Q: Your first thriller, The Genesis Secret, was set around an ancient temple in southern Turkey, and The Marks of Cain takes us to the Pyrenees and the Namibian Desert. Do you travel to these places as part of your research?
A: I try and visit all the locations in my thrillers – I like to think of it as a Tom Knox hallmark. About the only place I didn’t go to see for The Genesis Secret was the Isle of Man (I ran out of time) and Lalesh in Iraq (too dangerous). But everywhere else, from Dublin to Dorset to northern France – to Kurdistan, Istanbul and Tel Aviv – I visited them all.
The same goes for Marks of Cain – I went to (or had already visited) the Basque country, Namibia, Arizona, the Monastery of Tourette, etc.
There is nothing like actually going to a place to get those telling details that make a location come alive. For instance I recently visited an old Khmer Rouge lair in Cambodia for my third book. The house of the Khmer Dictator Pol Pot turned out to be situated right next to a dead lake. None of the guide books told me this (most don’t even mention the house). But a dead lake was perfect for my thriller, and I wouldn’t have known it existed without visiting the locale.
Q: Do you prefer the research or the writing part of the process?
A: The research and the rewriting are by far the most fun. The research is great because – let’s be honest – I get to travel to exotic locations, hopefully nice and sunny when it’s cold and rainy in England! And I am paid to do it – what could be better than that? Also I just like travelling.
The rewriting is fun because it’s then you see the shine of the book come through, as you administer the final polish. I guess a carpenter gets the same satisfaction as he adds the final veneer to a chair – that’s the moment you stand back and think – ‘hey, not bad’.
By contrast the actual writing, the first draft, is tough. It’s very hard work and lonely as well, it’s not without its satisfactions but it is the least enjoyable part of the process, and yet also the most important.
Q: There are some very evil baddies in both The Genesis Secret and The Marks of Cain. Which do you find most fun to write, the heroes or the villains?
A: I’m not sure I have heroes as such – I have fairly ordinary decent people thrust into extraordinary situations. But yes, I definitely have baddies! And yes I do like writing them. I can pour all my worst traits – and all my friends’ worst traits – into one person. That is amusing and cathartic; I hope it amuses readers. But I also like my baddies to be a little bit believable, otherwise they are cartoons.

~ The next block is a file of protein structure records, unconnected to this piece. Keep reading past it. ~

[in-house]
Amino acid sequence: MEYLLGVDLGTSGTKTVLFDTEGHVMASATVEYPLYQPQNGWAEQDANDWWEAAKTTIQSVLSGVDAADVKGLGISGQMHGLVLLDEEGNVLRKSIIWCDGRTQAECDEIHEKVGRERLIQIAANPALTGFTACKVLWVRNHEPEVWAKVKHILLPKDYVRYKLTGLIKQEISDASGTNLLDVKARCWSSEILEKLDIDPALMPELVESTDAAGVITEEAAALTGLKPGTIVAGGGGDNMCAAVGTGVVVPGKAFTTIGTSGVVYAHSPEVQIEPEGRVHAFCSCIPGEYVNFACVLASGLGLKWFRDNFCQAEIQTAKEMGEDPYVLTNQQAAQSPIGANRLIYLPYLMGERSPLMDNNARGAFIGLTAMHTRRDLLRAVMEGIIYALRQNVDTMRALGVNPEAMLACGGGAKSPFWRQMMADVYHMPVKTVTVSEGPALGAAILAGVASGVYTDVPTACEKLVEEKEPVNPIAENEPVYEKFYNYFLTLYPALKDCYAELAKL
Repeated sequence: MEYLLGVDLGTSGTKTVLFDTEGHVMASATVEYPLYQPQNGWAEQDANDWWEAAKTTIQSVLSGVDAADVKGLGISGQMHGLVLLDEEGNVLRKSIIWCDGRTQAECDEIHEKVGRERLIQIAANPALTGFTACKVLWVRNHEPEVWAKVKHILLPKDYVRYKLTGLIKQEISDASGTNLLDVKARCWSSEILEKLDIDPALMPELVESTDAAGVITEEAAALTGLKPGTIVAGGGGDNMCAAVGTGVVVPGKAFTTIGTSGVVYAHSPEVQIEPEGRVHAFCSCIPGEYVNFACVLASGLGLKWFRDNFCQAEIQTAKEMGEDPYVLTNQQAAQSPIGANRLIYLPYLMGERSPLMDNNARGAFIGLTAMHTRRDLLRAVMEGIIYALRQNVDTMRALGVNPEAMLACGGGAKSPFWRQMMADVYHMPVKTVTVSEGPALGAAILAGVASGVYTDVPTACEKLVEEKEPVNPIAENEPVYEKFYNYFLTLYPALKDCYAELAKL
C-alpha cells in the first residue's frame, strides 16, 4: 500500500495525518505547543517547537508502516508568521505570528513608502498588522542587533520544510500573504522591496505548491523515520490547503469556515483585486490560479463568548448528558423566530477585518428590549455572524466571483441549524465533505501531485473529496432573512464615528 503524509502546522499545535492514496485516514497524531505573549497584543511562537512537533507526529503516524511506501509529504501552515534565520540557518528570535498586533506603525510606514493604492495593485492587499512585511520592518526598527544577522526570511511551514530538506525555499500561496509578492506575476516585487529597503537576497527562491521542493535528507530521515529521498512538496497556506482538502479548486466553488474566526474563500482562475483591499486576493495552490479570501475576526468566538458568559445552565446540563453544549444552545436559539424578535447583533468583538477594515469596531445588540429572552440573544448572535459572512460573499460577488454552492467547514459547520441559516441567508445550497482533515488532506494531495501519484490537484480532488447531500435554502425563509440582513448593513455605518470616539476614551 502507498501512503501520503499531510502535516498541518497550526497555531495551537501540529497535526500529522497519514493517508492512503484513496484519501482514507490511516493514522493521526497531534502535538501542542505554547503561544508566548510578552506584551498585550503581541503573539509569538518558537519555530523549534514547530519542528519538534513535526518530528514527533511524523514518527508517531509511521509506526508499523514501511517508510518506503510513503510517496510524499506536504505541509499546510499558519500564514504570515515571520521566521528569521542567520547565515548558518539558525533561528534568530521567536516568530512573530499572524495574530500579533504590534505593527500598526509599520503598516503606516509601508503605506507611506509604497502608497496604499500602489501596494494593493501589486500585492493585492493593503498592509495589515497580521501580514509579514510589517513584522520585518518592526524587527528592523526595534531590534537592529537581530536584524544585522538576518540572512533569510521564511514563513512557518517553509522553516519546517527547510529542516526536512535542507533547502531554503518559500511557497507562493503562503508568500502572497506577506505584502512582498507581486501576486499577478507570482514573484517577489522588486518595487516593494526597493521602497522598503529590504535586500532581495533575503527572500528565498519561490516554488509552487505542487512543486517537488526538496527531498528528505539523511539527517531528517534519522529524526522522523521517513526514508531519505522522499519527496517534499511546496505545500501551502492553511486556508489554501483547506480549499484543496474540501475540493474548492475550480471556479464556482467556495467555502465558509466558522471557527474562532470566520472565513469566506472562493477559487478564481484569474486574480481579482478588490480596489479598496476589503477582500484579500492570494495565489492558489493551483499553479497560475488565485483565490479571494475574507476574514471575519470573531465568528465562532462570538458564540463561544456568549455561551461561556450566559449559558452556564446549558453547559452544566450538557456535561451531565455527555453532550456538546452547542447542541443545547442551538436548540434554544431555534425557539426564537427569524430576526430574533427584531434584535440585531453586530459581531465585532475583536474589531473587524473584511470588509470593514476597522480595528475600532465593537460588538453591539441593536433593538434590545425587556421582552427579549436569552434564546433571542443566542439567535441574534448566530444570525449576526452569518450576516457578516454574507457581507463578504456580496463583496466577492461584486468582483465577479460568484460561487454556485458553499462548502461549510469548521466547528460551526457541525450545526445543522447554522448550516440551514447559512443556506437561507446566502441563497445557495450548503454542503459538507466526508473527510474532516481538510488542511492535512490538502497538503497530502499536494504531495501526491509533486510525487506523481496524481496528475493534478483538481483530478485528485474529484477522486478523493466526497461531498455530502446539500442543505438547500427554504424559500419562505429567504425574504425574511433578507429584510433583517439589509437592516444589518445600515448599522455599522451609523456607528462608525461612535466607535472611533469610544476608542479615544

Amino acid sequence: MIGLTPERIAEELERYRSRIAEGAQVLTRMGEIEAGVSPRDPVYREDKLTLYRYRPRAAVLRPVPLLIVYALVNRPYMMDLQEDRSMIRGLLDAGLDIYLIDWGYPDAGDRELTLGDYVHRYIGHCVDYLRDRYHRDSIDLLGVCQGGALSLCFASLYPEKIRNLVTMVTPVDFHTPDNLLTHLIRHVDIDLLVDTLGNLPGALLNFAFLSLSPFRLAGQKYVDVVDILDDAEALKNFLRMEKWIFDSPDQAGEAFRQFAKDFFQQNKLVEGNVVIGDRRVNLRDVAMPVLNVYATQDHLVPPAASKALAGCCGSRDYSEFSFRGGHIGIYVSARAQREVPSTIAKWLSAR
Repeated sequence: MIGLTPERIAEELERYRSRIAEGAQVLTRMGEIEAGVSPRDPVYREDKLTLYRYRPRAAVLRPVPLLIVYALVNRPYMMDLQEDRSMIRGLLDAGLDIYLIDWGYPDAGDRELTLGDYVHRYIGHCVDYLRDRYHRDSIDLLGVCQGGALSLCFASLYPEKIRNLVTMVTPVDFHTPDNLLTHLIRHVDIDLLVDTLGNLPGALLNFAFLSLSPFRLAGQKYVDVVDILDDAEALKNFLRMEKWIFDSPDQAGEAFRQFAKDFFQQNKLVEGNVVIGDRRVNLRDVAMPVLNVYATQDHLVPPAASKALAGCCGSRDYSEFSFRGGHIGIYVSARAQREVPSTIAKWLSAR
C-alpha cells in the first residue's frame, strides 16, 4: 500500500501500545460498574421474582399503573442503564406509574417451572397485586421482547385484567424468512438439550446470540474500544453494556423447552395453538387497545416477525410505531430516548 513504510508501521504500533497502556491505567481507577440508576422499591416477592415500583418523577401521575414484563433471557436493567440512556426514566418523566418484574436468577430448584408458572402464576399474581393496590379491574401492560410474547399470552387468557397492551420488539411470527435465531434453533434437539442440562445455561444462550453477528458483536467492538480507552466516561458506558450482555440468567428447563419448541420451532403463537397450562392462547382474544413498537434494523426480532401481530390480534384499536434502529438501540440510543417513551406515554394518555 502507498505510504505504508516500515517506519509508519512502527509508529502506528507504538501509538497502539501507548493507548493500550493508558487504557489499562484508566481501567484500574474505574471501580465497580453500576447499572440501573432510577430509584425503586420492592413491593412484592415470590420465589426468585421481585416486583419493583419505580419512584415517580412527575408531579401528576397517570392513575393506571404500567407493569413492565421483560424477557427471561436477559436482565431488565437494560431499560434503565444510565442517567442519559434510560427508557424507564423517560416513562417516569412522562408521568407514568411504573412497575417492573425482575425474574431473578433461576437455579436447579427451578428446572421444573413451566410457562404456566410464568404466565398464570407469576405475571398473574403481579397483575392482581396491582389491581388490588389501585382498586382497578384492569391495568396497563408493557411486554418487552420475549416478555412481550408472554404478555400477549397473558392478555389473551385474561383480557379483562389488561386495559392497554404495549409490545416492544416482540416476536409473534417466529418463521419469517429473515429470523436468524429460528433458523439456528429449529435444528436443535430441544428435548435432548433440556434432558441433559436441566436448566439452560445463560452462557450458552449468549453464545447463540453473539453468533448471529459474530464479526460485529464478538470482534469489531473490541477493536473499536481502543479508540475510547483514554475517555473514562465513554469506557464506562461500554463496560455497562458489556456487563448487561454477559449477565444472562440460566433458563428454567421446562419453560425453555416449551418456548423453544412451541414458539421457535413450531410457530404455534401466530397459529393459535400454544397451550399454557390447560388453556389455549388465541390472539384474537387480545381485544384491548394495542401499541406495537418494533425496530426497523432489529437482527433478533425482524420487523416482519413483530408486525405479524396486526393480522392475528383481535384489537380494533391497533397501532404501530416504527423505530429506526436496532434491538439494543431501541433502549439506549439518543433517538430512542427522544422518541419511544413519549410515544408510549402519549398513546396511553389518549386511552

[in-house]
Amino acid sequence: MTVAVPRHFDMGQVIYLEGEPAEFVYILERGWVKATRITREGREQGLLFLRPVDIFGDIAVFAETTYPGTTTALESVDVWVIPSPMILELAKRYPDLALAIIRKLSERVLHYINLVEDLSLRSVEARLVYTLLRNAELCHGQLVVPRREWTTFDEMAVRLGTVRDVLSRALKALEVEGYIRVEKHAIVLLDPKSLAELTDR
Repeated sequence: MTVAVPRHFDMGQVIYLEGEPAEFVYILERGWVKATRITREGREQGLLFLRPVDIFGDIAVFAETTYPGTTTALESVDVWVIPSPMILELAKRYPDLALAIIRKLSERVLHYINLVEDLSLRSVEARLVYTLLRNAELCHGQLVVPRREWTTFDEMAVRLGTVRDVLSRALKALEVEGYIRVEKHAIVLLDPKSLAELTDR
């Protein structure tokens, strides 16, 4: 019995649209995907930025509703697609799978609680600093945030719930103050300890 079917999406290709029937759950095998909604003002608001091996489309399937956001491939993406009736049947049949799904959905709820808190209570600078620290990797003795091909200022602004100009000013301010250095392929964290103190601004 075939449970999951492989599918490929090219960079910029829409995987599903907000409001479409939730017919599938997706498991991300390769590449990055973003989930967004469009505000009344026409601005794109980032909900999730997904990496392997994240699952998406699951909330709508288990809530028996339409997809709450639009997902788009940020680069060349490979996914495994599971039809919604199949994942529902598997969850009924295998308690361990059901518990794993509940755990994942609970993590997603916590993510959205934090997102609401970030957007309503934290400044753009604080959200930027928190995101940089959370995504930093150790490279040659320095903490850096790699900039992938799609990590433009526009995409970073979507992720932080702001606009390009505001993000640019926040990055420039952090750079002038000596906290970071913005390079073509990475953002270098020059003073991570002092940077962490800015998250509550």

Q: What, for you, is the secret of a really satisfying thriller read?
A: Plot, plot and plot. I have been writing novels for twenty years (before The Genesis Secret I wrote literary fiction – otherwise known as novels without plots!) It’s only in the last five years that I have begun to appreciate the absolutely vital part played by a good solid relentless and kinetic plot. People like stories, they hunger for stories, we are built to like stories – so a writer should provide a good story.
I read an interesting anecdote the other day about PG Wodehouse. Everyone knows how funny his books are, but apparently he spent most of his time working out plots – he found it difficult to do (because it is – pinning down plot is the hardest part of fiction) but he stuck at it. Because he knew if he got the plot right the rest would flow – he could write the comedy very easily.
That’s why his stories are so good, even though you don’t quite realise. Beneath that brilliant veneer of wit and drollery there is a plot, working away, to keep you interested – like clockwork inside a gold Swiss watch. You don’t see it, but it is there. And without it the watch wouldn’t work.
Q: Are there any authors who particularly inspire (or depress!) you?
A: Three very disparate writers, Dan Brown for one. Yes I know his prose style is a bit clunky, and when I came to read The Da Vinci Code I was prepared to be appalled, and yet I found myself swept up in that book. Because – yes – it has a very punchy plot. Every chapter ends on a cliff-hanger or puzzle, or both.
That is a very hard thing to do, yet he brought if off. Writers that sneer at it should try doing it themselves, they might find it more challenging than they realise.
Two writers I love are, firstly, Jane Austen, particularly for Pride and Prejudice. I think that book may be the best, or at least the most perfect novel, in the English language. It has everything – deep intelligence, great characters, scintillating dialogue, glorious love interest, and a superbly worked-out narrative. Jane Austen would have made a brilliant Hollywood scriptwriter!
My other big favourite is James Joyce. He was so good a writer he could get away with not having a plot. Unfortunately, many lesser writers have tried to copy this technique, and without his towering linguistic genius you just end up with some pretty sentences – and a dull book.
I’m not going to name any writers that depress me, but the genre of literary fiction depresses me, sometimes. I have read too many Book Prize winners and thought ‘is that it?’ Often these are earnest narrative-less books written to impress critics not to entertain readers. Yawn.
But to end on a good note, there are also some great Booker Prize winners. Vernon God Little, I thought, was top notch, likewise Wolf Hall. They also have, unsurprisingly, cracking plots…